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Linear Differential Equations

fact
A linear first-order differential equation is a differential equation that can be placed in the form: $$\frac{dy}{dt} + p(t)y = g(t)$$ Where both $$p(t)$$ and $$g(t)$$ are continuous functions.
fact
The solution to a first-order differential equation is given by: $$y = \frac{\int \mu (t)g(t)dt + c}{\mu (t)}$$ Where $$\mu (t) = e^{\int p(t)dt}$$ And $$c$$ is the integration constant from the integration in the numerator. We write it explicitly because it's very important to include and is incredibly common to forget about.
example

Solve $$y' = 9.8 - 0.196t$$

Rearrange to get it into canonical form: $$y' + 0.196t = 9.8$$ Here $$p(t) = 0.196$$ and $$g(t) = 9.8$$ So $$\mu = e^{\int 0.196dt} = e^{0.196t}$$ Now $$y = e^{-0.196t}(\int 9.8e^{0.196t}dt + c) = 50 + ce^{-0.196t}$$
example

Solve $$xy' + 2y = x^2 - x + 1$$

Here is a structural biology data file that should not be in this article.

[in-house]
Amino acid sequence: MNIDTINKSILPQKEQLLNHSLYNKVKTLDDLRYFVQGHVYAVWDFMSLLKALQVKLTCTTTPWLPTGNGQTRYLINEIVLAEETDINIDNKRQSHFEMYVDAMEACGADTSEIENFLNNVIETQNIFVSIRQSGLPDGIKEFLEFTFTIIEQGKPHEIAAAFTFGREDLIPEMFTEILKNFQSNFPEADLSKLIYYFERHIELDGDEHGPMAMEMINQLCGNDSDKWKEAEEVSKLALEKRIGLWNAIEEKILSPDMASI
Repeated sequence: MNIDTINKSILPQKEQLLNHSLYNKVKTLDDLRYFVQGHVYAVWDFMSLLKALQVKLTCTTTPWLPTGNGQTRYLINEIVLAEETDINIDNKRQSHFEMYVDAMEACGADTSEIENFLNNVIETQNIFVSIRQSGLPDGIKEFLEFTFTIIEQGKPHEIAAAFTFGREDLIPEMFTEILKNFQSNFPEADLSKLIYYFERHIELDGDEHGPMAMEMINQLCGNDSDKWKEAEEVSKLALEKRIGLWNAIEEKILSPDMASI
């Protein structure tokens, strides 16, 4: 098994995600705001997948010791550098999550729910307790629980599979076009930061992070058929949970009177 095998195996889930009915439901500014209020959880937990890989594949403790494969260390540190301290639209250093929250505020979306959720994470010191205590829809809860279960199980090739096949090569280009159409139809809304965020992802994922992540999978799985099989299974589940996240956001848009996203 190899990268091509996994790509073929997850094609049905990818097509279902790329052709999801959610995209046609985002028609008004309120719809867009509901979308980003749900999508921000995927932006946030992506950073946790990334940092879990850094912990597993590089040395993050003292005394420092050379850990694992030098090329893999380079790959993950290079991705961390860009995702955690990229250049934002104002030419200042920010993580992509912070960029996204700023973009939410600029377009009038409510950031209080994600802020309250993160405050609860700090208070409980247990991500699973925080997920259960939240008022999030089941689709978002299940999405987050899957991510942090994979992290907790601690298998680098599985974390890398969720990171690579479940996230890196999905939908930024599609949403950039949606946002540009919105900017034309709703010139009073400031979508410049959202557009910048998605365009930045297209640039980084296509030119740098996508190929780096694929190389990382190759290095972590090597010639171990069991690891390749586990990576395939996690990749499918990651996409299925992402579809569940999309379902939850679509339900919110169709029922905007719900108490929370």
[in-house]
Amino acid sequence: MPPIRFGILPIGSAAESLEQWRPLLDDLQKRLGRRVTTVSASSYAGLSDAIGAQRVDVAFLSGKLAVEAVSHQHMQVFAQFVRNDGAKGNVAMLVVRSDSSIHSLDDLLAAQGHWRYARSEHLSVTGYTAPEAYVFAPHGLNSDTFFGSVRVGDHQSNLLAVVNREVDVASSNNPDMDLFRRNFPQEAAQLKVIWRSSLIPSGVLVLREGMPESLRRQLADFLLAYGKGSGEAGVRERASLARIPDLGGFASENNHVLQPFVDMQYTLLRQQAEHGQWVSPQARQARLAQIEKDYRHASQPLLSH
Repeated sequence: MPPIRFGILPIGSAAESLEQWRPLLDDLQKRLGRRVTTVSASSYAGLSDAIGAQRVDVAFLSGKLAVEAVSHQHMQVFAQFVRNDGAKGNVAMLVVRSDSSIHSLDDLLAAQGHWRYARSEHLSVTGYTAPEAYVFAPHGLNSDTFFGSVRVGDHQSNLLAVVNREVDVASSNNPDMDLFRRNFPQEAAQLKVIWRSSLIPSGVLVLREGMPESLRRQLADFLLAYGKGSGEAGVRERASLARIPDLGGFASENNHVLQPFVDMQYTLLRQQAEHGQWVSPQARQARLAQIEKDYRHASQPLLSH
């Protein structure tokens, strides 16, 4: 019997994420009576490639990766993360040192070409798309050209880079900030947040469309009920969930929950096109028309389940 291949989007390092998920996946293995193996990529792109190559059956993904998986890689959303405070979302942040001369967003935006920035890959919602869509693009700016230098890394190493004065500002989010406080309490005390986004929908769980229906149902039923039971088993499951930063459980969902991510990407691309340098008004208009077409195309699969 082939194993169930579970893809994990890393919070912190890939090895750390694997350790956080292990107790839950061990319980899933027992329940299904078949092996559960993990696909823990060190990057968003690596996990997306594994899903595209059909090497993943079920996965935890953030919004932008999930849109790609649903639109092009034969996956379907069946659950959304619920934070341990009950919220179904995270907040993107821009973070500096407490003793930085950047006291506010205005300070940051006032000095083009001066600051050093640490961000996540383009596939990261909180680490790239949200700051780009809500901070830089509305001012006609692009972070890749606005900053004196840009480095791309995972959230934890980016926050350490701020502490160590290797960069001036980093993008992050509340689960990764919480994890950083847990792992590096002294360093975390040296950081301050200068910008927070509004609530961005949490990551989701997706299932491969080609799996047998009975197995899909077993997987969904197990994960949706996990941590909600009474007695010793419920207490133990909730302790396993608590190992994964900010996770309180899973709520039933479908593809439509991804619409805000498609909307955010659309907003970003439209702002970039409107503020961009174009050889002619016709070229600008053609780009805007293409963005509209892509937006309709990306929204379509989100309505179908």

Rearranging into linear canonical form by dividing everything by $$x$$ we get: $$y' + \frac{2}{x}y = x - 1 + \frac{1}{x}$$ So $$p(x) = \frac{2}{x}$$ and $$g(x) = x - 1 + \frac{1}{x}$$ Then $$\mu = e^{\int \frac{2}{x}dx} = e^{2\ln(x)} = e^{\ln(x^2)} = x^2$$ And $$y = x^{-2}(\int x^2\times (x - 1 + \frac{1}{x})dx + c)$$ $$y = x^{-2}(\int (x^3 - x^2 + x)dx + c)$$ $$y = x^{-2}(\frac{x^4}{4} - \frac{x^3}{3} + \frac{x^2}{2} + c)$$ $$y = \frac{x^2}{4} - \frac{x}{3} + \frac{1}{2} + \frac{c}{x^2}$$
example

Solve $$y' - y - xe^x = 0$$

Rewrite into standard form: $$y' - y = xe^x$$ Now $$p(x) = -1$$ and $$g(x) = xe^x$$ So $$\mu = e^{\int -1dx} = e^{-x}$$ And $$y = e^x(\int(e^{-x}xe^xdx) + c)$$ $$y = e^x(\frac{1}{2}x^2 + c)$$
practice problems